We were able to incentivize enough people (~200 in the first few weeks) to register by offering a free compensation report we had put together from our network and enough people were active ~50 that we immediately started building out our content with the conversations that were happening naturally. We also had a few admin accounts that we could use to respond to new users quickly so that they’d keep using the platform.
We gave very little thought to the monetization and our goal was first to build an audience and figure out the revenue model later.
I used $1,000 of my own savings and Google AdSense to help fund the start-up costs...which were really just server costs.
Since launch, what has worked to attract and retain customers?
The most important way we have attracted and retained customers is to make the community a fun and functional platform that welcomes a variety of different perspectives. The massive inflow of user-generated content (UGC) led to natural growth in organic search traffic as our content base quickly went from 100 topics to 1,000, to 10,000 to now over 400,000 discussions and millions of comments.
You can think of this as we were able to leverage the massive influx of UGC over many years to build a content machine. It costs us $0 to publish and we just had to focus on providing a fun, welcoming and insightful community.
As social media has gained importance, we have shifted some of our effort to building up those channels - we now have 7 million impressions and over 500,000 engagements every month across our accounts and growing fast, however, the community is still where we pull most of our content for social from since we have such a massive archive of wisdom.
As the community grew and traffic did alongside it, we were eventually able to get into a vertical ad network focused on financial products (think trade and brokerage accounts) in 2008. This helped us go from ~$50,000/y in revenue to ~$200,000/yr and dramatically change our trajectory as we invested in a stronger dev team.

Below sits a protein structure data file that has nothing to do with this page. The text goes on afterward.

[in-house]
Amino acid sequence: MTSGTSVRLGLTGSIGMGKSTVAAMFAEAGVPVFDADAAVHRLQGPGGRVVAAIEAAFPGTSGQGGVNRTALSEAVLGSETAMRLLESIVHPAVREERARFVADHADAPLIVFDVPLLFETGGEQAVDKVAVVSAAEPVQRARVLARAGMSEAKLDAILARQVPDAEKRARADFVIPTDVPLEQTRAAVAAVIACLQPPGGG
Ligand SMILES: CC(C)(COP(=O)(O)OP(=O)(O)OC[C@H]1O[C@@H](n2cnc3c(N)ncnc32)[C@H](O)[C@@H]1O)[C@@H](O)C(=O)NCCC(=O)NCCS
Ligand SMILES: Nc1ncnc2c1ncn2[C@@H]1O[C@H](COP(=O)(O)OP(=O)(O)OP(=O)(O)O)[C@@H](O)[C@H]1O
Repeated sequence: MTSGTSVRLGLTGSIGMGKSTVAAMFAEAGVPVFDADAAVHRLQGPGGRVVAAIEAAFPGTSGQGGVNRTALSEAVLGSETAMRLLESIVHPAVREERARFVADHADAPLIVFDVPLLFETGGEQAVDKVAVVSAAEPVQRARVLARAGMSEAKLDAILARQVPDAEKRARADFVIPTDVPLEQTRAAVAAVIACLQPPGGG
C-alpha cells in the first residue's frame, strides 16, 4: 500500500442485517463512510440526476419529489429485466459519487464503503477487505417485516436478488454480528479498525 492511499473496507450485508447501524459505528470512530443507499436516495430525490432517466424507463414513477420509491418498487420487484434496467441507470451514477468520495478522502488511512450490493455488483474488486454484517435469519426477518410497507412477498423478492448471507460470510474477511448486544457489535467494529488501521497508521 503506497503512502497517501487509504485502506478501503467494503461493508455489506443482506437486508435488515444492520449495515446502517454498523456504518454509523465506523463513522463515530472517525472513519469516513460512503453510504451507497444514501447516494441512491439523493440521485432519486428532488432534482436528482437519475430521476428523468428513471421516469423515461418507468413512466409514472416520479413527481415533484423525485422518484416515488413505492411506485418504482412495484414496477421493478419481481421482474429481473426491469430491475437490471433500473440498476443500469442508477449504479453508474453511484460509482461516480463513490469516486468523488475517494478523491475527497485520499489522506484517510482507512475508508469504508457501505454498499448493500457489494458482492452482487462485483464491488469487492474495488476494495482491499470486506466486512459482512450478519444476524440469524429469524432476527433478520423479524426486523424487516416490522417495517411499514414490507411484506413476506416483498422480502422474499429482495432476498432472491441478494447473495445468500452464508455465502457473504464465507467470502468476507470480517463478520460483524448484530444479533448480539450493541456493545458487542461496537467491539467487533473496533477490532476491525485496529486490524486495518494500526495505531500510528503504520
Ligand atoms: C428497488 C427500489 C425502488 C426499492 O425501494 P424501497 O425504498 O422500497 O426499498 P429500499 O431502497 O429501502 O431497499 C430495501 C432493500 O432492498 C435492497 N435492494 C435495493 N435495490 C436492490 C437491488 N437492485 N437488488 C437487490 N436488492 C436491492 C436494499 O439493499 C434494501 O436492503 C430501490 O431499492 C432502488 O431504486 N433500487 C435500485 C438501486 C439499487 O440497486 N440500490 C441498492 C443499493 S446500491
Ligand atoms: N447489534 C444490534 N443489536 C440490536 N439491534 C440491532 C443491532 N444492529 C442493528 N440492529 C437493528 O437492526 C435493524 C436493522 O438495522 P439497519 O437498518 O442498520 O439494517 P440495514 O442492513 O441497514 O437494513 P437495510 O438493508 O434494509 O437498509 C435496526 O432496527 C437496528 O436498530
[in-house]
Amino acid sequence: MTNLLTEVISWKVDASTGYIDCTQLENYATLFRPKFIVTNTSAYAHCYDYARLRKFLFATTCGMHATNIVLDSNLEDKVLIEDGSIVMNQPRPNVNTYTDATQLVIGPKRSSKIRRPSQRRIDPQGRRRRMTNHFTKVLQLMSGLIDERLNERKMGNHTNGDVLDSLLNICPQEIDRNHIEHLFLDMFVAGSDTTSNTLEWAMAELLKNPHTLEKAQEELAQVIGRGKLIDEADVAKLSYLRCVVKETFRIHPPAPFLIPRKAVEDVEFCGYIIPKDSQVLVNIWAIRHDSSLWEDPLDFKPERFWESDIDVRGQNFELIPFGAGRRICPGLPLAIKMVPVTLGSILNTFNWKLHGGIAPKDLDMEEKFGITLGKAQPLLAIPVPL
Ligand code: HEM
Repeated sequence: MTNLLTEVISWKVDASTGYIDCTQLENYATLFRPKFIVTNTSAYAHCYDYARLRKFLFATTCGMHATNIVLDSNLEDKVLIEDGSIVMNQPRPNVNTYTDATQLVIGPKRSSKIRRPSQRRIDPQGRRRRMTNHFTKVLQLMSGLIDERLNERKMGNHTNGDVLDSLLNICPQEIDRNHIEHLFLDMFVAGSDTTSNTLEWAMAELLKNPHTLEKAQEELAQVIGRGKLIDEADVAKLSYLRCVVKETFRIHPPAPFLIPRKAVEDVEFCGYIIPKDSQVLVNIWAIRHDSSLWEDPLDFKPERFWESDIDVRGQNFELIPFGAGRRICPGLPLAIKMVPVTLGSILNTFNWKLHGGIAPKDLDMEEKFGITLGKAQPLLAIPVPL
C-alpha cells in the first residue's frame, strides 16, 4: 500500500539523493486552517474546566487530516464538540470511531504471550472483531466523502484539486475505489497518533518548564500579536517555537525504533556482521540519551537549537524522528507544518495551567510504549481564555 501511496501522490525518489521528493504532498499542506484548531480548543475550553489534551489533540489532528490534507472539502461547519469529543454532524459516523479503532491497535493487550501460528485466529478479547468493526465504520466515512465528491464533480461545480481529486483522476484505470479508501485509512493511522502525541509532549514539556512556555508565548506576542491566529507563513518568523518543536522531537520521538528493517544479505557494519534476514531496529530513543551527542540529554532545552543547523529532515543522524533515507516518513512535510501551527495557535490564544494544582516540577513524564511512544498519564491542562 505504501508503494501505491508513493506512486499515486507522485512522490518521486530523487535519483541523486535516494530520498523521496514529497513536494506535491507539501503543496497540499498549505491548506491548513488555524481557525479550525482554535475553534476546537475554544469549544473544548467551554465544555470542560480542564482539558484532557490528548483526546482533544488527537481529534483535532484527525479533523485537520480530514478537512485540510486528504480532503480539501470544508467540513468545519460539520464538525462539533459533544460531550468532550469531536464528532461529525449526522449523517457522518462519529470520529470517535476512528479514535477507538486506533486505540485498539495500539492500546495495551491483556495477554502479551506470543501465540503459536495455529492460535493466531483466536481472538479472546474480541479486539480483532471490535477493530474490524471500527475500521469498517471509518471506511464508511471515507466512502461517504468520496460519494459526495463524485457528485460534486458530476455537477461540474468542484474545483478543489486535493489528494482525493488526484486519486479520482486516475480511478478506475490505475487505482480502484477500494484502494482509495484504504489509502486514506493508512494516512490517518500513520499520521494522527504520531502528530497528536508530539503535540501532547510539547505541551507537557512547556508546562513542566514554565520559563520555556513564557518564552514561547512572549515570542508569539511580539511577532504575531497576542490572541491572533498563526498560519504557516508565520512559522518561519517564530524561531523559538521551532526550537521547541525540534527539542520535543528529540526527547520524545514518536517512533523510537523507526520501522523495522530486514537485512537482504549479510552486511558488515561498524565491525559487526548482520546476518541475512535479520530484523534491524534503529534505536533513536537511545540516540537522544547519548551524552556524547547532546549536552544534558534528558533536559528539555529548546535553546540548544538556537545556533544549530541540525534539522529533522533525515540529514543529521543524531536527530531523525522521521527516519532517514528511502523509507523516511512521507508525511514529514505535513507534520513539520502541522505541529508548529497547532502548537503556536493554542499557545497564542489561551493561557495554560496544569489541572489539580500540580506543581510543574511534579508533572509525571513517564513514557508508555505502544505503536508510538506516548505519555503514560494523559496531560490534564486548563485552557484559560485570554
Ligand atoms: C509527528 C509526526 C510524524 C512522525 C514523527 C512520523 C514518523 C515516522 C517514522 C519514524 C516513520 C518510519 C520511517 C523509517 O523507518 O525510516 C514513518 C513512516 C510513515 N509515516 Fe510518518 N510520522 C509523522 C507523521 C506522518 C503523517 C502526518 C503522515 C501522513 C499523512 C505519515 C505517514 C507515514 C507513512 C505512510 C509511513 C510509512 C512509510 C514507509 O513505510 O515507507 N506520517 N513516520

Eventually, the next leg up came in 2009 as we released the first iteration of what would eventually become our interview courses. I was shocked at the demand and number of sales that came in that first release (over $20,000 in the first month), so we decided to continually improve it and release courses for other industries and verticals which has helped us continue our revenue growth alongside our traffic.
How are you doing today and what does the future look like?
Today we are building out a massive database of incredible WSO mentors in any type of finance role you can think of to help guide the future of finance.
We also continue to build out our online course offerings including financial modelling classes an investment banking interview course, private equity interview and LBO course, hedge fund interview course and consulting interview course.
We plan to continue to roll out more courses in 2020 and grow our finance talent
Through starting the business, have you learned anything particularly helpful or advantageous?
Yes, I’ve developed some habits in the last few years that have helped me stay focused including Bullet Journaling and reading a book called Traction to help us lay out a roadmap to success.
What platform/tools do you use for your business?
What have been the most influential books, podcasts, or other resources?
The 4-Hour Work Week still impacts me to this day because of how Tim Ferriss thought about hacking Lifestyle Design.
GaryVee for inspiration and pushing me to look at long term investment instead of short term ROI.
Advice for other entrepreneurs who want to get started or are just starting out?
Perfect is the enemy of progress...not sure where that quote came from, but I’m a big fan of this. In order to succeed, you need to get started and stop trying to come up with the perfect business plan or perfect idea.
Start trying to build and provide value first and the answer will come as you learn more about your market and the consumer.
Are you looking to hire for certain positions right now?
Always looking for motivated and passionate people that like to work remotely. Currently looking for a Recruiting Assistant and Customer Support role.
Where can we go to learn more?
If you have any questions or comments, drop a comment below!